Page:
Engine trouble: Long Beach police sergeant spends 2 hours in the heat to save kitten

Police officers, firefighters and other first-responders are entrusted to save lives, no matter which of them is in danger. Stories of heroism can be uplifting or heart wrenching, but when one of them involves saving a helpless critter, there’s something extra that’s beyond warm and fuzzy.

On Thursday, July 12, Sgt. Ernie Kohagura of the Long Beach Police Department was motoring down Shoreline Drive near Linden Avenue when he noticed a vehicle with its hood up and a maintenance truck from the city’s Marine Bureau. He pulled over to see if he could help.

The car’s owner, a woman identified only as Candace, told Sgt. Kohagura that she’d heard cat cries while driving, so she pulled over immediately. She discovered a little tabby kitten cowering in the engine compartment. She tried coaxing the kitten out, but the little creature was too frightened.

A peek under the hood—Sgt. Ernie Kohagura determines the location of the stowaway kitten as the car’s owner looks on nervously. Photo courtesy the Long Beach Police Department.

“Marine maintenance was there to help get the kitten out, which was now stuck by the firewall [the space separating the engine and passenger compartments] of the car,” Kohagura said. “My first thought was, how did the kitten get in there, and the second thought was, how do we get it out?”

Kohagura and the maintenance employee tried coaxing her out with a broom handle, but the kitten was having none of it. When it became apparent that she was wedged in the firewall, Kohagura suggested removing some of the engine components so they could nab her.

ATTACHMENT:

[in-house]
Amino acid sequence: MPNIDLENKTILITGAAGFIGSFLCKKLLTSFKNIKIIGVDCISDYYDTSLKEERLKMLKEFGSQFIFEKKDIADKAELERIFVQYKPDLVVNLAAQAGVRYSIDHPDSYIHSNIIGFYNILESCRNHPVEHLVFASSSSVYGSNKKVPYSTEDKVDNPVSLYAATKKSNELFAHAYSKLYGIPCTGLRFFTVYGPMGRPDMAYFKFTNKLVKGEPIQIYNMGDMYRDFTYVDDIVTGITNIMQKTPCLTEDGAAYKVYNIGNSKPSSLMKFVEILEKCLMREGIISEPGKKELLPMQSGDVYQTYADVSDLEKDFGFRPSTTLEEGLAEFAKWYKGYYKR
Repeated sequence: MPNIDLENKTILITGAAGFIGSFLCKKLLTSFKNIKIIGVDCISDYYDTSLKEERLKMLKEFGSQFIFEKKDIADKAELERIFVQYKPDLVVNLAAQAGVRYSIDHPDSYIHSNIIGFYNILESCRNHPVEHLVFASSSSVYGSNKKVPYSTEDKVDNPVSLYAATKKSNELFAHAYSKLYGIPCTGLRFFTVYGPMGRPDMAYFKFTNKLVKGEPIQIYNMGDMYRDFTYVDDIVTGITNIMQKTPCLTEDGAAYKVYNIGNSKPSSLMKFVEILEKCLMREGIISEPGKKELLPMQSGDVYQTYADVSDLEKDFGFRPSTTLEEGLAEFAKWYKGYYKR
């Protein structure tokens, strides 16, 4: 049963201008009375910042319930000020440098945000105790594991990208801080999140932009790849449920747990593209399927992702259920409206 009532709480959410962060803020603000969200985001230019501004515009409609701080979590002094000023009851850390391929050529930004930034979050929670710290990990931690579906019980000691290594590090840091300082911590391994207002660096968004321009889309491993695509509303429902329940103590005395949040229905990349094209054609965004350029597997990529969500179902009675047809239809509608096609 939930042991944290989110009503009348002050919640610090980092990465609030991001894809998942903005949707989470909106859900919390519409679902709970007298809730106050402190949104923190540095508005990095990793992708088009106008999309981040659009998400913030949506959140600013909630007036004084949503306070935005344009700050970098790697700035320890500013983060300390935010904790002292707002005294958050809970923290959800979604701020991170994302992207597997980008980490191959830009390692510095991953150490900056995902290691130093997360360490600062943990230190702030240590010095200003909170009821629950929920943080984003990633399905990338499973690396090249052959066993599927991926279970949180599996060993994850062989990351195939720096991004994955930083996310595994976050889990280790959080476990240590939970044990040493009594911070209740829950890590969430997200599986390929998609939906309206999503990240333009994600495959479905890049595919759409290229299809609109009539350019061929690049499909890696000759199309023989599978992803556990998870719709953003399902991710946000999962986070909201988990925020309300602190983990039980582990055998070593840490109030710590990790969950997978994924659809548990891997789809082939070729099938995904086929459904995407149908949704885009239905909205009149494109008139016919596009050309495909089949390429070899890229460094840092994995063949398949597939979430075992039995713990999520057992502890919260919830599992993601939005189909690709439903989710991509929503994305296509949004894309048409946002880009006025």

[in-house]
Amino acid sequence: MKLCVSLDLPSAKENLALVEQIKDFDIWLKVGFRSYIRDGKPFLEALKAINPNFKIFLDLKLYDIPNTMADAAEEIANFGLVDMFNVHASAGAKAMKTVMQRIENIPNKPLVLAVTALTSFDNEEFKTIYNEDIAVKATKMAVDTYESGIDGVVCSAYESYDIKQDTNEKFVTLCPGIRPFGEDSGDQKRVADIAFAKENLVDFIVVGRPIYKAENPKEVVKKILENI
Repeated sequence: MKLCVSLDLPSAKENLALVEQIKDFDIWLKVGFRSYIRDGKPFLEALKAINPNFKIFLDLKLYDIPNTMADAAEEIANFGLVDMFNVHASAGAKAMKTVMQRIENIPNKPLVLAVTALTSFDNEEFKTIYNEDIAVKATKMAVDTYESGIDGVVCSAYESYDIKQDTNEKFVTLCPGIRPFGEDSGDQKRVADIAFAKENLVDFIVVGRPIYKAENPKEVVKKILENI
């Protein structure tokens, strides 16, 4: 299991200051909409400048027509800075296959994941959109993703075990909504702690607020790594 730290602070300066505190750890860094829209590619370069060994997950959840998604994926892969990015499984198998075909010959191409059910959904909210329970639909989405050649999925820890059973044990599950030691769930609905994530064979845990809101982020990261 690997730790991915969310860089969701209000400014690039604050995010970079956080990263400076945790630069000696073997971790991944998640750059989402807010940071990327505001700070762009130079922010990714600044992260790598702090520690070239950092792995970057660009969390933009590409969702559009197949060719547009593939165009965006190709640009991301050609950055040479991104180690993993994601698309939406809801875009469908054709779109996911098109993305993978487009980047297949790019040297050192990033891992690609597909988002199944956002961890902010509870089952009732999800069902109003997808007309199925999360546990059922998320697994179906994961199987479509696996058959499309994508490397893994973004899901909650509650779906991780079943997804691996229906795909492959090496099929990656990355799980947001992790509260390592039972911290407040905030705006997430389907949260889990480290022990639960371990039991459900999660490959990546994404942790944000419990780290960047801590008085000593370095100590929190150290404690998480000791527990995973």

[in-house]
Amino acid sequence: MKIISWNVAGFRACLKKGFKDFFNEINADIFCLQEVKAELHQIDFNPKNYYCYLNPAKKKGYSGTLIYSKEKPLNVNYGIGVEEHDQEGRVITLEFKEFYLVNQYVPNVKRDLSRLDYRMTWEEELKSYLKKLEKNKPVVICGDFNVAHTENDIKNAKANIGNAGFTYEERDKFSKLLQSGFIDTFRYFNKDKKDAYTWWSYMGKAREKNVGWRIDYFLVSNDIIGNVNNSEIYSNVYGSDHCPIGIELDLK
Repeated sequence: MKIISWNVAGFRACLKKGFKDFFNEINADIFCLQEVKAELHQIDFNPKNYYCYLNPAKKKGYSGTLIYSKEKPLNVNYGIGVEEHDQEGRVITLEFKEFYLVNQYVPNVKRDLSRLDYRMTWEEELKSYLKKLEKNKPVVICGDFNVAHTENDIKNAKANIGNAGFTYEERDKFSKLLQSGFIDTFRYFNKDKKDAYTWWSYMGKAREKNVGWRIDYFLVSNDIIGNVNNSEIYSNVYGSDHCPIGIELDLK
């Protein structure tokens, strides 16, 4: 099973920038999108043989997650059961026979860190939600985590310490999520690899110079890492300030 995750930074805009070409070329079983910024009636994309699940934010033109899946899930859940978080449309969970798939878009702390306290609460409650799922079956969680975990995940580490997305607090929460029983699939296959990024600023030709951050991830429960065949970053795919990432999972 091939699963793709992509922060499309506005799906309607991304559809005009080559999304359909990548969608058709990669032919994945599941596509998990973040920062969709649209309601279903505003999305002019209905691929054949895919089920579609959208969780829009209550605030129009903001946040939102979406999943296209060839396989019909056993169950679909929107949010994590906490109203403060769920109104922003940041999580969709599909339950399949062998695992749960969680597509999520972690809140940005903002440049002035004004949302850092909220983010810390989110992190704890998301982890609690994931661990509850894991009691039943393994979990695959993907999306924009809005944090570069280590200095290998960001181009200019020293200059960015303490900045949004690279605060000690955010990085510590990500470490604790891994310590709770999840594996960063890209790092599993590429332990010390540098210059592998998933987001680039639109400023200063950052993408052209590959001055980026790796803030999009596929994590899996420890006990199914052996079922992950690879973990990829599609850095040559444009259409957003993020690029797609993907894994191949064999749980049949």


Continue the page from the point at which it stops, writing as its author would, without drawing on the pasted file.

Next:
“Marine maintenance had to leave, so I contacted our dispatch to see if Long Beach PD tow could come by with some tools and a car jack to get under the car,” Kohagura said. “Once there, we were able to start to remove the engine parts to get to the kitten, which was exhausted when we finally got it out.”

Hot, tired but safe—both Sgt. Kohagura and the rescued kitten could use some air conditioning. Photo courtesy the Long Beach Police Department.

Kohagura named the kitten Trouble and took her to Long Beach Animal Care Services. Trouble cooled off in a kennel for a little while and then was transported to Adopt and Shop in Culver City.

Trouble, renamed Olympia despite the suitability of the original name, has been determined to be about one and a half months old, according to Adopt and Shop Manager Lindsey Testerman. Testerman said that the kitten is now safe and sound with a foster home and will be available for adoption at the end of July (unless the foster falls in love).

Trouble, awaiting transport from ACS to Adopt and Shop, will likely not want to go for a ride in the near future, but few cats do anyway. Photo courtesy Long Beach Animal Care Services.

If you’re interested in adopting Olympia, the kitten formerly known as Trouble, access Adopt and Shop’s adoptable cats page (you might find one you like at least as much, perhaps not with celebrity status but certainly as deserving of a home).

As for Sgt. Kohagura, he deserves stripes—tabby ones, of course—for spending two hours in the heat crawling under an equally hot car and taking apart an engine (and likely reassembling it) to save a kitten. His only comment about his searing ordeal?

“I’m glad that she ended up in a great place!”

Anyone who considers protocol unimportant has never dealt with a cat.

~ Robert A. Heinlein, author

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Kate Karp is the Pets Columnist for the Long Beach Post covering the world of animal activism, pet adoptions and lots of cute cats. She’s called Long Beach home since 1994 and has written for the Post for about 10 years. Kate’s day job is as a copyeditor, which she discovered a love for during her 30-year tenure as a teacher. She describes the job as “like taking the rough edges off a beautiful sculpture.”
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